Atlanta attacks: “We must speak out against skyrocketing anti-Asian racism”
Asian American Christians in the US call on fellow believers to “understand and acknowledge that the roots of evil undergirding racial hatred go deep within our congregations”.
NEW YORK · 18 MARCH 2021 · 09:28 CET
Asian American Christians in the United States are calling churches to call out “the sin of racism” after a young man who was a member of a Baptist church killed 8 people in Atlanta.
Pastor and anti-poverty activist Eugene Cho said: “We mourn the lives of these eight - many of them Asian women. We pray for their families. As we grieve, we must continue to stand up and speak out against skyrocketing anti-Asian racism and violence”.
Raymond Chang, President of the Asian American Christian Collaborative (AACC), published an article in Religion News, specifically addressing Christian leaders: “Call out racism whenever it rears its ugly head. Support churches and organizations doing holistic, race-conscious discipleship. Offer classes to help people learn about how the sin of racism uniquely manifests across different racial lines. Stand with us whenever you see injustice”.
He added: “As long as the racial hierarchy of the world is unchecked in the church, we will see the same issues of the world in the church and lose our moral credibility as ambassadors for the eternal king, Jesus”.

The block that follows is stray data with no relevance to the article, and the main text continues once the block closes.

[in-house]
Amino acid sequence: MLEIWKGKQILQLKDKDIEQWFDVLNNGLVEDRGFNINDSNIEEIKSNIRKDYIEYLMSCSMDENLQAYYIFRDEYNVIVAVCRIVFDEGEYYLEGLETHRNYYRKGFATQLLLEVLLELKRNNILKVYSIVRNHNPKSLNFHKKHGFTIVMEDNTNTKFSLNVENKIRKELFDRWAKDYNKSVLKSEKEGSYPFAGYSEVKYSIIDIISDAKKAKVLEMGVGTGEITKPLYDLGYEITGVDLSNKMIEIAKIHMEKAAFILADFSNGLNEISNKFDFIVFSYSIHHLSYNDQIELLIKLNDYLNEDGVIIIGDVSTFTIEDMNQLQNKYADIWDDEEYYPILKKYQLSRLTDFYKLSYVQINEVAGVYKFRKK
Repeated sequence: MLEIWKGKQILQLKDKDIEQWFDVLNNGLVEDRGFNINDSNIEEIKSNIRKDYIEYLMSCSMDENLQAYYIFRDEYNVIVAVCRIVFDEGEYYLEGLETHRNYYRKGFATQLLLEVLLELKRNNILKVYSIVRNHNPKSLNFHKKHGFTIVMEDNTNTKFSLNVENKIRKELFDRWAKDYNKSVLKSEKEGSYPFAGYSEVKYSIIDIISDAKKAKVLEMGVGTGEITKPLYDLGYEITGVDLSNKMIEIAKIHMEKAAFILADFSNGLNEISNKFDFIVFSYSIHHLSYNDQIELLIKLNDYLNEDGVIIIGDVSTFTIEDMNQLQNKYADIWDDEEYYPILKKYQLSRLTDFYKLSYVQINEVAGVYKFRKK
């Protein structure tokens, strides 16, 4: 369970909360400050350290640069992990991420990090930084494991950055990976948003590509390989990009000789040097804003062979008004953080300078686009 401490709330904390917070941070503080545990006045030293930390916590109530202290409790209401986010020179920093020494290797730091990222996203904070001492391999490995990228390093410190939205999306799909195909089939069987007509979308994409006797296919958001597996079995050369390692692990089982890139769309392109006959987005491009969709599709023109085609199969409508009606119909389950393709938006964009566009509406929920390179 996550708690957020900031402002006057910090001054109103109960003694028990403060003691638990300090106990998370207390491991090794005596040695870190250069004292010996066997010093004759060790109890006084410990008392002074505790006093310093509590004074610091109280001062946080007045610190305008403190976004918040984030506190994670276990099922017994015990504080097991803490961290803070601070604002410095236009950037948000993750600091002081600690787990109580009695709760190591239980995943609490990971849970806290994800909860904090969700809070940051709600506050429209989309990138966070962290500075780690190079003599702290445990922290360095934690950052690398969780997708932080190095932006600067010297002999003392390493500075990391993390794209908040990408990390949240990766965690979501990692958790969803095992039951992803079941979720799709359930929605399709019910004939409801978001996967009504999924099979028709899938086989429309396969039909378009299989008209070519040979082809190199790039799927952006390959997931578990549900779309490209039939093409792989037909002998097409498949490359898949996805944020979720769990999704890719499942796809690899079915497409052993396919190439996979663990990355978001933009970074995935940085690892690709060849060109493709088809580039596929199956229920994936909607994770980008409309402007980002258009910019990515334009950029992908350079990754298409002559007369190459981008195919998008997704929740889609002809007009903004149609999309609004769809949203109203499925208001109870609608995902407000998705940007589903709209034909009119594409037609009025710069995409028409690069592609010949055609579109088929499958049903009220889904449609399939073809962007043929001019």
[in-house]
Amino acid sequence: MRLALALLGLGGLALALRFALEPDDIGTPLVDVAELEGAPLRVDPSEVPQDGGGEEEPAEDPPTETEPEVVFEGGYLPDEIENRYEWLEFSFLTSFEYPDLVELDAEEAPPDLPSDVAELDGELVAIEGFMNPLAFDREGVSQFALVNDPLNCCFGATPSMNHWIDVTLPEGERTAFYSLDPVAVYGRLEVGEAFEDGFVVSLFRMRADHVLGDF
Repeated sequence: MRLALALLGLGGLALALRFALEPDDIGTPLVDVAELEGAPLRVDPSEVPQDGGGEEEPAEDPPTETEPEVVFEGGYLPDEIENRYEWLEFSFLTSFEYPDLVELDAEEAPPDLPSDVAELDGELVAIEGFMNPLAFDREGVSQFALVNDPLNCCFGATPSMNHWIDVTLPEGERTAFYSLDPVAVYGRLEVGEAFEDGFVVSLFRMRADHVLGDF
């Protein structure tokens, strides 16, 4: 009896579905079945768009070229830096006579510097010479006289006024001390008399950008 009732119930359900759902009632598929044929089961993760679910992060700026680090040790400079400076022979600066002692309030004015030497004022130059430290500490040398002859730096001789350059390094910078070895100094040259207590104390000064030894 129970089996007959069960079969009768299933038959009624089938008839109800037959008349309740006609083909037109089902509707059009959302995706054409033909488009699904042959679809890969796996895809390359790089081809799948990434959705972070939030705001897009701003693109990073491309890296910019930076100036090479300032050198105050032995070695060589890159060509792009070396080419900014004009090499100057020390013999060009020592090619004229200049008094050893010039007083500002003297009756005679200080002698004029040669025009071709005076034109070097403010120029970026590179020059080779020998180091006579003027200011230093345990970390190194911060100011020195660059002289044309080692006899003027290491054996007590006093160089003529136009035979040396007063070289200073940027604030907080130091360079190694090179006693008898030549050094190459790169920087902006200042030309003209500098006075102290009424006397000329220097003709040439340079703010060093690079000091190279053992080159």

At noon today, @WheatonCollege students, staff, faculty, and administrators gathered to lament and pray for the victims of the Atlanta massacre. We spent 8 minutes in silence - one for each victim. Then several prayed, including students. pic.twitter.com/tIgU39aZs6
— Raymond Chang (@tweetraychang) March 17, 2021
Baptists and Evangelical Alliance
The President of the Southern Baptist Convention, J.D. Greer, said he prayed “that the Prince of Peace might bring healing and peace”:
We are grieving the tragic loss of the eight victims, including many Asian-Americans, who were killed in Atlanta. We know that our words can never compensate for their loss. We pray that the Prince of Peace might bring healing and peace in the midst of the pain.
— J.D. Greear (@jdgreear) March 18, 2021
The National Association of Evangelicals (NAE), which is a member of the World Evangelical Alliance, also condemned the attack: “We mourn the senseless loss of lives — all of whom are made in God’s image — and the rise in violence against Asian Americans”.